President Obama won't face a credible primary challenge, but we don't need to strain hard to imagine what one would have looked and sounded like. Just pay attention to Buddy Roemer.
The former Louisiana governor is seeking the Republican presidential nomination, but you wouldn't necessarily know it from his platform. While the rest of the field has been busy feeding the Tea Party-era GOP base's notion of the Obama White House as a "secular-socialist machine" (the term coined by current front-runner Newt Gingrich), Roemer has been building a much different case against the president -- one with potentially strong resonance among liberals frustrated with Obama.
The main theme of Roemer's campaign is that politics and government are now rigged in favor of major corporations and super-wealthy individuals, a monied elite that profits from the actions of politicians it controls through massive campaign contributions. This is what led Roemer to embrace the Occupy Wall Street movement, something that virtually every Republican-aligned opinion-shaper has sought to paint as a dangerous leftist uprising, arguing that even in post-bailout America the big banks are still calling the shots and jeopardizing average citizens.
“Too big to fail is still the law," he lamented on Tuesday's "Morning Joe." "Glass-Steagall is still defeated. No increase in capital ratios. And Fannie Mae and Freddie Mac still exist. It’s a disgrace.”
In other words, as his fellow GOP candidates cry "Socialism!" over the modest Wall Street reform package that Obama pushed through Congress last year, Roemer is making an argument more commonly heard on the left: It didn't go nearly far enough. And he connects this to another key tenet of liberal disgruntlement: the huge sums of money Obama has sought and received from the bad boys of the financial world.
"Guess who the president’s raising from," Roemer said Tuesday. "The very banks he’s supposed to regulate. He went to Wall Street, had a fundraiser, $35,800 a ticket. And you know who the host was? Goldman friggin’ Sachs."
This is exactly the sort of argument that Obama's liberal critics have been making, and that many of them would like Obama to be confronted with in a campaign setting. This isn't to suggest that Obama would be in danger of losing the Democratic nomination against a credible challenger. The depths of liberal despair over his presidency are often overstated. But there are liberals who really have given up on him, and even many of those who are still with him are frustrated and disheartened. A Democratic challenger who, like Roemer, embraced the spirit of OWS and railed against the sway the top 1 percent has held with the Obama White House, could have found a receptive audience on the left.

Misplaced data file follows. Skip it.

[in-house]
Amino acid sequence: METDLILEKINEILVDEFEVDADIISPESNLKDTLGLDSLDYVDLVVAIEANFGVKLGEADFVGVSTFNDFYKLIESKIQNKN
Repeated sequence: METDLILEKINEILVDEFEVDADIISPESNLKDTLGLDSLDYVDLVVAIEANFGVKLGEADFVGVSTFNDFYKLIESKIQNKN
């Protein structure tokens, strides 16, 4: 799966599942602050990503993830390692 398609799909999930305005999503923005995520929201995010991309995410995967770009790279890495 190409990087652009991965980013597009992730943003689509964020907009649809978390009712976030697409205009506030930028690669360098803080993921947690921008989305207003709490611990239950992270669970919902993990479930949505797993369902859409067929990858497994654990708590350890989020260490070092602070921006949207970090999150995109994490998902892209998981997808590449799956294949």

When I interviewed him earlier this fall, I asked Roemer -- who was a Democrat until switching parties in 1991, when he was defeated for reelection as governor -- if maybe he was running in the wrong party's primaries. After all, he'd been (and still has been) shut out of every single GOP debate, and his best source for media exposure has been MSNBC, not Fox News. He laughed and called me a troublemaker. And, to be fair, there are plenty of reasons why Roemer would be a poor fit for anti-Obama liberals. He still calls himself a proud Republican, he's not out there calling for single-payer healthcare, he opposes abortion rights, and he stresses that he does have policy differences with OWS: “They think we need more government. I think we need better government.”
Still, even if Roemer isn't quite right for the role, it seems obvious now that there was an incentive for an Obama challenger with at least a modicum of credibility to step forward. The political media loves a good campaign story and would have provided a challenger with a real platform to make the liberal case against Obama. The value of this exposure would have been considerable; just look at what Newt Gingrich has managed to achieve on the Republican side without ever running a single television ad or building a real campaign infrastructure.
Again, this is not an argument that Obama would have been in danger of losing the nomination. But if, say, a reasonably coherent House backbencher had put his name on the ballot in New Hampshire and was making the arguments Roemer is making, just imagine the fun the political press would be having with it. Liberals who are exasperated with Obama would be thrilled to have someone making their case, and the challenger would probably walk away from the process with a whole new career as a political celebrity.